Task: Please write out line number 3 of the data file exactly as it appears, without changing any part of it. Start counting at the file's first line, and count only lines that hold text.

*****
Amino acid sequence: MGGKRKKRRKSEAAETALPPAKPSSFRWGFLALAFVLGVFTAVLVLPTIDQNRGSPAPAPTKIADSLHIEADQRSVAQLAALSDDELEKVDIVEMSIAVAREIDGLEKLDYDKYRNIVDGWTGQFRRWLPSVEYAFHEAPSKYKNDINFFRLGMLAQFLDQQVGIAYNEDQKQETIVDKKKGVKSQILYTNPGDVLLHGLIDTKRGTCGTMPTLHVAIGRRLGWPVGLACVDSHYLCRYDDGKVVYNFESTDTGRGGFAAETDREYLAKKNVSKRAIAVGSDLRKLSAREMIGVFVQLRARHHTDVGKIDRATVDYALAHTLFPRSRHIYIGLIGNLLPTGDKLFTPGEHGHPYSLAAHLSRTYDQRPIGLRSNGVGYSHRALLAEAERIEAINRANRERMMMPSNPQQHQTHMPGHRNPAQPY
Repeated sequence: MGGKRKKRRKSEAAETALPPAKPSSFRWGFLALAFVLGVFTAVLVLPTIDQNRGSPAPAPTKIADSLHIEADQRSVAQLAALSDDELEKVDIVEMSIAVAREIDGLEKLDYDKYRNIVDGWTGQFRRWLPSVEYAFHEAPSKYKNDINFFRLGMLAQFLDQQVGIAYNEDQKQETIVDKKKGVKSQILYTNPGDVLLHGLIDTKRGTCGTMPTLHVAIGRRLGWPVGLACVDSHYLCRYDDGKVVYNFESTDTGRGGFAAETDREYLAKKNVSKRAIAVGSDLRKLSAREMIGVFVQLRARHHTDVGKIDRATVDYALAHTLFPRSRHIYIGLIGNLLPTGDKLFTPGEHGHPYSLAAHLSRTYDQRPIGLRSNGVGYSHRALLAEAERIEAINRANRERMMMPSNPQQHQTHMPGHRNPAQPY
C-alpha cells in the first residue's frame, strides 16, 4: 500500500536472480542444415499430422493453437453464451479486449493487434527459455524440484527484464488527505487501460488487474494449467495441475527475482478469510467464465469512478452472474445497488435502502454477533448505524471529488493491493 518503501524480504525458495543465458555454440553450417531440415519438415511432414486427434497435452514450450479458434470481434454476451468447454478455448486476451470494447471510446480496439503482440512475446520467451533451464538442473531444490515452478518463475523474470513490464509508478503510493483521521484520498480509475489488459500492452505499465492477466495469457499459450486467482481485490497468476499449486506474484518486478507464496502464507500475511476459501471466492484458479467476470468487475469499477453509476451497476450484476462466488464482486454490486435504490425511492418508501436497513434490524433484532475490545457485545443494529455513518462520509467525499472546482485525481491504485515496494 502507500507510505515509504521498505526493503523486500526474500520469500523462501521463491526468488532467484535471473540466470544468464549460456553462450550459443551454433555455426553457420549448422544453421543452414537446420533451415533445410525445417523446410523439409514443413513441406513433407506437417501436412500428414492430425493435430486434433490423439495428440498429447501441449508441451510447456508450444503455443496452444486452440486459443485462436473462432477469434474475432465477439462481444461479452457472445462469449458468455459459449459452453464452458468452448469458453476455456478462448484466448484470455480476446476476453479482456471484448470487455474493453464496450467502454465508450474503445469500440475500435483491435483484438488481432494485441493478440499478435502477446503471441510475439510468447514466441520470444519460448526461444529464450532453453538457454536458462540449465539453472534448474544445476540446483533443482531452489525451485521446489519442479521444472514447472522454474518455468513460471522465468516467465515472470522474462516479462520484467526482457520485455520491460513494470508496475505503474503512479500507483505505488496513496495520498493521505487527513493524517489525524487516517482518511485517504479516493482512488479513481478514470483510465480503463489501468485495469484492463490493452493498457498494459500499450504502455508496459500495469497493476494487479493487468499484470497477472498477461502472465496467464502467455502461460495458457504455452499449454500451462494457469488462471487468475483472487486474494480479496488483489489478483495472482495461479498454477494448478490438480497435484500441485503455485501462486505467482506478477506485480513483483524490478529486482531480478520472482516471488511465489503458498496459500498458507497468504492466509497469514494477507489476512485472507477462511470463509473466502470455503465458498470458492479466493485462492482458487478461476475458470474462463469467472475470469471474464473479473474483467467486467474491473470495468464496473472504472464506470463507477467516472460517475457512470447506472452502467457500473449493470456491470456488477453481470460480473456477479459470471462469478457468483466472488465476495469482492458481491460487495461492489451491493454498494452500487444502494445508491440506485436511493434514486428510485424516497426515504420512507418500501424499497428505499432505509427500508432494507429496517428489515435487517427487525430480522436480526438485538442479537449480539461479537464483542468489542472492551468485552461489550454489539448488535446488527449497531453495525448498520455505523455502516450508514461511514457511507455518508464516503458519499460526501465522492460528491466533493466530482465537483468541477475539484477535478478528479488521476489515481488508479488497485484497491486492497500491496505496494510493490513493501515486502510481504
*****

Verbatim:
C-alpha cells in the first residue's frame, strides 16, 4: 500500500536472480542444415499430422493453437453464451479486449493487434527459455524440484527484464488527505487501460488487474494449467495441475527475482478469510467464465469512478452472474445497488435502502454477533448505524471529488493491493 518503501524480504525458495543465458555454440553450417531440415519438415511432414486427434497435452514450450479458434470481434454476451468447454478455448486476451470494447471510446480496439503482440512475446520467451533451464538442473531444490515452478518463475523474470513490464509508478503510493483521521484520498480509475489488459500492452505499465492477466495469457499459450486467482481485490497468476499449486506474484518486478507464496502464507500475511476459501471466492484458479467476470468487475469499477453509476451497476450484476462466488464482486454490486435504490425511492418508501436497513434490524433484532475490545457485545443494529455513518462520509467525499472546482485525481491504485515496494 502507500507510505515509504521498505526493503523486500526474500520469500523462501521463491526468488532467484535471473540466470544468464549460456553462450550459443551454433555455426553457420549448422544453421543452414537446420533451415533445410525445417523446410523439409514443413513441406513433407506437417501436412500428414492430425493435430486434433490423439495428440498429447501441449508441451510447456508450444503455443496452444486452440486459443485462436473462432477469434474475432465477439462481444461479452457472445462469449458468455459459449459452453464452458468452448469458453476455456478462448484466448484470455480476446476476453479482456471484448470487455474493453464496450467502454465508450474503445469500440475500435483491435483484438488481432494485441493478440499478435502477446503471441510475439510468447514466441520470444519460448526461444529464450532453453538457454536458462540449465539453472534448474544445476540446483533443482531452489525451485521446489519442479521444472514447472522454474518455468513460471522465468516467465515472470522474462516479462520484467526482457520485455520491460513494470508496475505503474503512479500507483505505488496513496495520498493521505487527513493524517489525524487516517482518511485517504479516493482512488479513481478514470483510465480503463489501468485495469484492463490493452493498457498494459500499450504502455508496459500495469497493476494487479493487468499484470497477472498477461502472465496467464502467455502461460495458457504455452499449454500451462494457469488462471487468475483472487486474494480479496488483489489478483495472482495461479498454477494448478490438480497435484500441485503455485501462486505467482506478477506485480513483483524490478529486482531480478520472482516471488511465489503458498496459500498458507497468504492466509497469514494477507489476512485472507477462511470463509473466502470455503465458498470458492479466493485462492482458487478461476475458470474462463469467472475470469471474464473479473474483467467486467474491473470495468464496473472504472464506470463507477467516472460517475457512470447506472452502467457500473449493470456491470456488477453481470460480473456477479459470471462469478457468483466472488465476495469482492458481491460487495461492489451491493454498494452500487444502494445508491440506485436511493434514486428510485424516497426515504420512507418500501424499497428505499432505509427500508432494507429496517428489515435487517427487525430480522436480526438485538442479537449480539461479537464483542468489542472492551468485552461489550454489539448488535446488527449497531453495525448498520455505523455502516450508514461511514457511507455518508464516503458519499460526501465522492460528491466533493466530482465537483468541477475539484477535478478528479488521476489515481488508479488497485484497491486492497500491496505496494510493490513493501515486502510481504